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Sunday, March 30, 2014

Commissioning crew is visiting Finnish Lapland

Destination this time: Ivalo – direct flight connection from Helsinki. We picked up our car at the airport, the smallest one ever, but absolutely enough for cruising around a bit. We went to the … lake, made a fire and grilled some sausages. Waiting the sky to get clear, but it wasn’t supposed to happen that night, unfortunately.

The next morning Torsten and me were going to the Urho Kekkonen National Park. It was stormy and foggy, almost nothing to see. We tried to walk up the Kiilopää mountain, but found ourselves surrounded in clouds soon. It hasn’t made so much sense to walk further. We picked up Frenky and his family from the airport instead, booked a tour for the next day and tried the Lapland sauna in the evening. There was one Finnish guy, we called him “fire fighter”, who was sitting right next to the oven putting water on it continuously. I don’t know how the oven could still be heating up the room, because the water was just running through. But somehow it did, the temperature must have been more than 100°C. And if someone was leaving (or coming) he was already asking for the next bucket of water. Amazing, that guy. We’ve met some Norwegians also. They’ve been on the way through, enjoying the beers for “moderate prices”, they said. Moderate prices? Aha!!! We just looked at each other, shaking our heads. (A beer in Finland still costs something about 6 €!)

The snow mobile tour was fun. Speeding across Finland’s largest lake, lake Inari. Not as fast as possible, and under continuous surveillance of your guide, but still a fun thing. We grabbed some cookies and tea in cottage, and Pekka told us everything we wanted to know and showed us his latest polar light pictures. He was able to take some wonderful shots. I will try to take one myself the next time again. We finished off the day, as usual, with some drinks in the sauna.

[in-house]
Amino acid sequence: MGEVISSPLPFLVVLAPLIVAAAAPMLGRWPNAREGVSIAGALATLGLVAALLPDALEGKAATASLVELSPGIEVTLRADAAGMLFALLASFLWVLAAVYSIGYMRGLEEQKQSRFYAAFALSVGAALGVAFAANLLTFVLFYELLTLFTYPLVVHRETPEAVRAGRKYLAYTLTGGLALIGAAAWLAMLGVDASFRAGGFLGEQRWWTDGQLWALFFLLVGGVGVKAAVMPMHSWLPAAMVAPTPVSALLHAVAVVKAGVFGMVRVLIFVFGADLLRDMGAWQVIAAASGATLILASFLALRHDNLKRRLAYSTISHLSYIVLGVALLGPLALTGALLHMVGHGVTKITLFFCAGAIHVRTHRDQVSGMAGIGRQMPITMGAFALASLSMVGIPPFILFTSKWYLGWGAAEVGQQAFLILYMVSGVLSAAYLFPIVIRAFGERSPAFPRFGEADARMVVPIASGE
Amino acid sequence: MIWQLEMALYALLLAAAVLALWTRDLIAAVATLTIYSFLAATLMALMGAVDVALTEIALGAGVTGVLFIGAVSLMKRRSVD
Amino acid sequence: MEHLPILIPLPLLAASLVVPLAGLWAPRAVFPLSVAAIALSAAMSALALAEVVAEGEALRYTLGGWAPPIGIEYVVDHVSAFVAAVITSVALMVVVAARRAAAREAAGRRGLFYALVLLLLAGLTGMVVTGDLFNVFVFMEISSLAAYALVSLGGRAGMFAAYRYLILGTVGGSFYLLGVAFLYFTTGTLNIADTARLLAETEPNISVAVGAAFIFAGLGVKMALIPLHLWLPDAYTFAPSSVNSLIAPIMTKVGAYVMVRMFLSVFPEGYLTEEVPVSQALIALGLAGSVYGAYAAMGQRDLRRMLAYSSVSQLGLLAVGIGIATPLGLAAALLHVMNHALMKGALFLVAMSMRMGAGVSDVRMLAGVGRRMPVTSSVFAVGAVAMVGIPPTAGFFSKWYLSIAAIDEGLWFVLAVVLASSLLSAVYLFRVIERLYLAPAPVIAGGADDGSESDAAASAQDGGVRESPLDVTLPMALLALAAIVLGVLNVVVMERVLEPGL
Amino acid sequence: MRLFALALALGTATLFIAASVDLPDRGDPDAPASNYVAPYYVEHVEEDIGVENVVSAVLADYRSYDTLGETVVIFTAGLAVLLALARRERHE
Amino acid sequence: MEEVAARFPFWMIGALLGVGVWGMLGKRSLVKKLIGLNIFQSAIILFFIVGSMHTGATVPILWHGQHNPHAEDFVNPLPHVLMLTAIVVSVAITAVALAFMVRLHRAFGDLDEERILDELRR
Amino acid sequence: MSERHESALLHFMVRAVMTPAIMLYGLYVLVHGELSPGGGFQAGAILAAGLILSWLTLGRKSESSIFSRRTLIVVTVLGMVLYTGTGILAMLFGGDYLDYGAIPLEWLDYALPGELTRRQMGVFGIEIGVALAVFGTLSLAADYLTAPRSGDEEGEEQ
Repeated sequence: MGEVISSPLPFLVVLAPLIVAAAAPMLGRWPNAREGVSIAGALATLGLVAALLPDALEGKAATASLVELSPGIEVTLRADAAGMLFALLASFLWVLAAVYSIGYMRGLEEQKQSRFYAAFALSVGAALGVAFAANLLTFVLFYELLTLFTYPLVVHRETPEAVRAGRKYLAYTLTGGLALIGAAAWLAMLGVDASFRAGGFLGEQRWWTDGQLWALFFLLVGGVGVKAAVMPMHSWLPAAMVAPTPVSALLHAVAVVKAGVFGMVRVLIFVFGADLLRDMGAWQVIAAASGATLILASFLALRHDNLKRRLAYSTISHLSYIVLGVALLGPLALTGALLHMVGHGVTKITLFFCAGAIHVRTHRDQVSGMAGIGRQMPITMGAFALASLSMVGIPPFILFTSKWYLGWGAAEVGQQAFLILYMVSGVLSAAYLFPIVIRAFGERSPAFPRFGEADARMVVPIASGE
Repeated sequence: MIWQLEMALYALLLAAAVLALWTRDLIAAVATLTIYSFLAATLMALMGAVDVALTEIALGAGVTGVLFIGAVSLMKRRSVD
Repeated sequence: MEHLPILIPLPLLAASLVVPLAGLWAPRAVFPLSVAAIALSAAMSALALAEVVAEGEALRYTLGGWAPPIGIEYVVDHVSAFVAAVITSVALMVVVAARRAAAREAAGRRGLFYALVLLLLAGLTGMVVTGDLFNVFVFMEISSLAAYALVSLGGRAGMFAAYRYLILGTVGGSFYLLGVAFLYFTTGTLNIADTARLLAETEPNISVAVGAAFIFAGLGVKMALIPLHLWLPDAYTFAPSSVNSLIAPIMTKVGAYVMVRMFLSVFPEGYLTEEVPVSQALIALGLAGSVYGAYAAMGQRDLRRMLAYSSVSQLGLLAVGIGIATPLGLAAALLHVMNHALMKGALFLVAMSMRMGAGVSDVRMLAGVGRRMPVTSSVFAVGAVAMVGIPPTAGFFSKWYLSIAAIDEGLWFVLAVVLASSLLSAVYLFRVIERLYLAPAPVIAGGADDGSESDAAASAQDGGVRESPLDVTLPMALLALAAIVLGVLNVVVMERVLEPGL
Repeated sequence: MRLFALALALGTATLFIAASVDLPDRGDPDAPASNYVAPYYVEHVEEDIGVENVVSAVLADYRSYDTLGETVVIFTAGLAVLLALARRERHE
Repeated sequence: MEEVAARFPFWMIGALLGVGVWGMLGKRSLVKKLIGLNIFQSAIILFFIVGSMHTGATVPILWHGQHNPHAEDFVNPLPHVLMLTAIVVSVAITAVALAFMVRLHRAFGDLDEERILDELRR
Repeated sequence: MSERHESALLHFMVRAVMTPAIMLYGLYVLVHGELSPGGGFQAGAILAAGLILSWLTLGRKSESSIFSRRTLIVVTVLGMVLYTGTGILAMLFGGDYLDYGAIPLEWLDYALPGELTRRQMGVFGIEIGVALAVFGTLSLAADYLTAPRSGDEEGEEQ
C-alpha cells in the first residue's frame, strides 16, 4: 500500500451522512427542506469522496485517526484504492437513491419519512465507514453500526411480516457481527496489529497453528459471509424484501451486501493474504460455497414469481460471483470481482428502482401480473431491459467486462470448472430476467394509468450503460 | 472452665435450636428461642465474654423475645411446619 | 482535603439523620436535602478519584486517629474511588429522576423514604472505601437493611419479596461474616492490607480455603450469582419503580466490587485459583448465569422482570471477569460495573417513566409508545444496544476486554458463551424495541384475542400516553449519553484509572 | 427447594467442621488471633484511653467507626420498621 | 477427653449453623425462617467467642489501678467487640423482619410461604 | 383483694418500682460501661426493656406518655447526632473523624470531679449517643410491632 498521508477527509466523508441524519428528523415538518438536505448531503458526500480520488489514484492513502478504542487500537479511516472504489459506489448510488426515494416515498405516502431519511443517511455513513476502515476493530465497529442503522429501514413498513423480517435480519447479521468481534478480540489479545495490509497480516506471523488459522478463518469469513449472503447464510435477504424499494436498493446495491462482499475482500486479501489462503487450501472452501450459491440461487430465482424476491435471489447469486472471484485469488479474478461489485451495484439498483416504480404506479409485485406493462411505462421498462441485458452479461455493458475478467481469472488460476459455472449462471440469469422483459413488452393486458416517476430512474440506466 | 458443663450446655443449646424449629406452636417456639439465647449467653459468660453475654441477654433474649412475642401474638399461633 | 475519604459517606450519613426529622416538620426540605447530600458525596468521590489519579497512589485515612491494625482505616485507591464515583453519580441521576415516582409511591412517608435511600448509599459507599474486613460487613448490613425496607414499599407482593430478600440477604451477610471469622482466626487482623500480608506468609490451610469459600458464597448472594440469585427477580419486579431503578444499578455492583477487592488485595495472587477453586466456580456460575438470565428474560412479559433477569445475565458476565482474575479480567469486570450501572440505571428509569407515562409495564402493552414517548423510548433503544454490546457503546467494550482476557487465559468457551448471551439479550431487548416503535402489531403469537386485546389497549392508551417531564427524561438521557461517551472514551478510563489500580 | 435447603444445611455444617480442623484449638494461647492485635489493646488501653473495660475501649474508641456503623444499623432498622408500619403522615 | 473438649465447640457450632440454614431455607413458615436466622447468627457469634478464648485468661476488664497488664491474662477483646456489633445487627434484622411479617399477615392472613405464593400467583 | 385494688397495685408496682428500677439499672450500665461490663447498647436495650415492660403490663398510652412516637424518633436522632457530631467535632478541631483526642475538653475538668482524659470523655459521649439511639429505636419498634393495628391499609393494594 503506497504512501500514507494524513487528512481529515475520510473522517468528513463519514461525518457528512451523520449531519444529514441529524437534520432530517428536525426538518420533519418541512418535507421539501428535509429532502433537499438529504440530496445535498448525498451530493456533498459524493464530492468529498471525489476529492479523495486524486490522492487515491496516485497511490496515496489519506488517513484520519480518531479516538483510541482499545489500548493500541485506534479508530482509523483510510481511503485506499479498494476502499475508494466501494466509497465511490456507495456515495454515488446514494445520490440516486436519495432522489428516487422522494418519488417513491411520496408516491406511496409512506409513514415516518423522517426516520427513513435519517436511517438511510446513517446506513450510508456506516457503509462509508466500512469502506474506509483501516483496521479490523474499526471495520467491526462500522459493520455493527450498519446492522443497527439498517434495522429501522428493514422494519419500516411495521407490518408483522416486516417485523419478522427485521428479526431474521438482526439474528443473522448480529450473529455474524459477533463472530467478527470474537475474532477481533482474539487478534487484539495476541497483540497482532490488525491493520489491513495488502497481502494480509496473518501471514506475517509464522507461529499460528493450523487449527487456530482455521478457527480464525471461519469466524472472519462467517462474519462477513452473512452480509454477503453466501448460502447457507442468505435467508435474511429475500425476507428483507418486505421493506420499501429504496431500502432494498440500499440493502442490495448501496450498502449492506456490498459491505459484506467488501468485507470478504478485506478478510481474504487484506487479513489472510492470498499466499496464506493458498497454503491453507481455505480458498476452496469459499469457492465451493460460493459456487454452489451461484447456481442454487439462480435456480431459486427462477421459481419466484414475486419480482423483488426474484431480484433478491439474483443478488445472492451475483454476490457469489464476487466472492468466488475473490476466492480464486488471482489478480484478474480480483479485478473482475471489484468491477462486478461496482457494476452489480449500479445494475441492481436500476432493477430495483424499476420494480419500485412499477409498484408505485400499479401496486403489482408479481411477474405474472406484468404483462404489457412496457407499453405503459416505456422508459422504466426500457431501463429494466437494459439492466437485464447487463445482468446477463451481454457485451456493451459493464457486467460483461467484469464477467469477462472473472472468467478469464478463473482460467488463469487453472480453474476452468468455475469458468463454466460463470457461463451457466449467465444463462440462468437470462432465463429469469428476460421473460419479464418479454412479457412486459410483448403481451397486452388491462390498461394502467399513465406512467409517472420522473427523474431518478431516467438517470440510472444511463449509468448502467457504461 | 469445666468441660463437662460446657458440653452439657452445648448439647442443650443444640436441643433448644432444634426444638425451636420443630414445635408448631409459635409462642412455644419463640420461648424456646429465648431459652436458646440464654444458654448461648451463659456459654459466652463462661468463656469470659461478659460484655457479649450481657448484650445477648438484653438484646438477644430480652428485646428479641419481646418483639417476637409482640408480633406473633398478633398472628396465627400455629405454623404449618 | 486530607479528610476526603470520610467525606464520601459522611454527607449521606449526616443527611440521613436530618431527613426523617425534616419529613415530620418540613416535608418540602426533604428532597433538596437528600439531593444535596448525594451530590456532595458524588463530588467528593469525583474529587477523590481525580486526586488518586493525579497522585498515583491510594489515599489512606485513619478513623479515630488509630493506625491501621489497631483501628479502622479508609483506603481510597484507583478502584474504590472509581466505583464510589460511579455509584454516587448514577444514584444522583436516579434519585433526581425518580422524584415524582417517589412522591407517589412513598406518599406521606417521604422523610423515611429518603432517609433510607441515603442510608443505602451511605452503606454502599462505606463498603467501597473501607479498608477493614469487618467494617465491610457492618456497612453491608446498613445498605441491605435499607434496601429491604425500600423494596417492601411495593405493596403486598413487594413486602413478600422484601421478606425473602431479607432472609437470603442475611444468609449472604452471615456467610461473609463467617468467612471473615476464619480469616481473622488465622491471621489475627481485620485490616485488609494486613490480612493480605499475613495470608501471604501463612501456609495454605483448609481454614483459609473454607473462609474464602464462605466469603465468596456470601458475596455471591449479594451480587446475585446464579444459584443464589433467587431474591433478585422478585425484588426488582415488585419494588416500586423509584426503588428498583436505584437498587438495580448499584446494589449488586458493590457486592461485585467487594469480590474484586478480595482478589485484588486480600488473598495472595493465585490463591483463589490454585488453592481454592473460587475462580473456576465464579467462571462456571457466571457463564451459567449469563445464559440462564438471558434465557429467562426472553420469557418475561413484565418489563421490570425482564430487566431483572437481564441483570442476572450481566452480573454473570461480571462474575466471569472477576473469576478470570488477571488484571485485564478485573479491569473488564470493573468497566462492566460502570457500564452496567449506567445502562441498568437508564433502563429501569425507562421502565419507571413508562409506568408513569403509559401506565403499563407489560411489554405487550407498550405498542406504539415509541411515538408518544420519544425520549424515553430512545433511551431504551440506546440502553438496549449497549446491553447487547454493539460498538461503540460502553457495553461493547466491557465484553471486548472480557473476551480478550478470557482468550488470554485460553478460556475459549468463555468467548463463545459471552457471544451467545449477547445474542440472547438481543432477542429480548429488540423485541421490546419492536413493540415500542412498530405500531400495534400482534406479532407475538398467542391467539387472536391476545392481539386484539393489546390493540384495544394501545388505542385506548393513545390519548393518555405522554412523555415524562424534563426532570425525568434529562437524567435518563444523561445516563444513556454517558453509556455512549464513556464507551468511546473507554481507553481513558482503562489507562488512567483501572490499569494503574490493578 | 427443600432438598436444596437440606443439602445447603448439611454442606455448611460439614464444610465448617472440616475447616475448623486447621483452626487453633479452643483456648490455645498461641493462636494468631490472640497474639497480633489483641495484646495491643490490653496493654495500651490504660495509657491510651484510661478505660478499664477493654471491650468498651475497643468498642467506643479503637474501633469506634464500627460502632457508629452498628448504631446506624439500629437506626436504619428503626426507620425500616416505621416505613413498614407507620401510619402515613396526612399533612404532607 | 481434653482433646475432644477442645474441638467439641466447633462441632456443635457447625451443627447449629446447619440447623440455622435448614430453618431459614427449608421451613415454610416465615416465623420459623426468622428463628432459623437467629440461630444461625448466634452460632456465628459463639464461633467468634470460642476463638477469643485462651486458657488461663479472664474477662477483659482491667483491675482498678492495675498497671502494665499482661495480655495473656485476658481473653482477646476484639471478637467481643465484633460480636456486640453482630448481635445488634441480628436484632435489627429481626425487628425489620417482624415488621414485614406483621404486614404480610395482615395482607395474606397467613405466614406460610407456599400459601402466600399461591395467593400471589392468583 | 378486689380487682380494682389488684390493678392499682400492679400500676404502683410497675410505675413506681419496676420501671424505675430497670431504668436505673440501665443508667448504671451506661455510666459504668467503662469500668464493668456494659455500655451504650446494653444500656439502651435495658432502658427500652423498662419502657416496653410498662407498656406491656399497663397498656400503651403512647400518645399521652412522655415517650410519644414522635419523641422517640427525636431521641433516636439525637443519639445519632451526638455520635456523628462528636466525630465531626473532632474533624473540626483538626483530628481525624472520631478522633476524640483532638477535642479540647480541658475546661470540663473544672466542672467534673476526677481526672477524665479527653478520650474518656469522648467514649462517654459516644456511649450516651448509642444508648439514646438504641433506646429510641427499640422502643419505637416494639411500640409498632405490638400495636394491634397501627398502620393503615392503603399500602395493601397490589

Monday, hiking day. Destination: Lemonjoki (= river of love) Nationalpark. Civilization ain’t existing there anymore, some 50 km southwest of Inari. Just some cottages – people hardly to be seen. After a couple of left and right turns, we weren’t able to locate our position on the map, lost, in the middle of nowhere, no sign leading us to the P which was printed in shiny blue colour on the leaflet. Finally, we found a cottage having its lights on. We parked the car and started to look around. Suddenly, a man showed up, dressed with a kinda coat, mainly in red and blue. He was wearing slippers made of reindeer fur, the top twisted and curled like some men do with their long grown moustache. Communication was more than difficult. I didn’t get a word of his Sami-Finnish and he, himself, doesn’t speak English at all. But his wife did, luckily. After explaining our plans, she disappeared and came back after some moments, carried a few maps, widened them on the table. The car park we were looking for ain’t accessible during winter, and the track we wanted to take was used by snowmobiles every now and then, maybe once a week, as it seems. Though, we started slightly demotivated. And it was a torture, not as relaxing as it was supposed to be. Our feet were sinking in soft snow, as far as 50 cm, knee-deep. But we reached the tent with a fireplace in the middle. Thanks god, warming up a bit and having freshly made mustamakkara (blood sausage) with puolukka hillo (lingonberry marmalade). We headed back as it was getting dark.

Time to go to the airport. Time’s up! Last chance to see those polar lights. It was simply to clouded (and warm) and all possibilities vanished. But from the aircraft, above all clouds, aurora borealis guaranteed. Frenky, Torsten and I, each of us sitting at a separate window, were prepared perfectly, hidden under a jacket to prevent any light to cause reflections at the glass. We waited, and nothing happened, nothing spectacular at least. There was something, hardly visible, and I told myself that can’t be it. I took the camera, highest possible sensitivity, shutter speed 15 seconds. I tried to hold it calmly to avoid blurring of pictures. And there it really was – a green shire across the horizon. Damn, all those pictures in the internet and brochures – all fake. It’s just not as bright as shown there. If you don’t look for it, you wouldn’t even recognize it’s there! Obviously, you must be really lucky to see it clearly. But I’ll try again someday!

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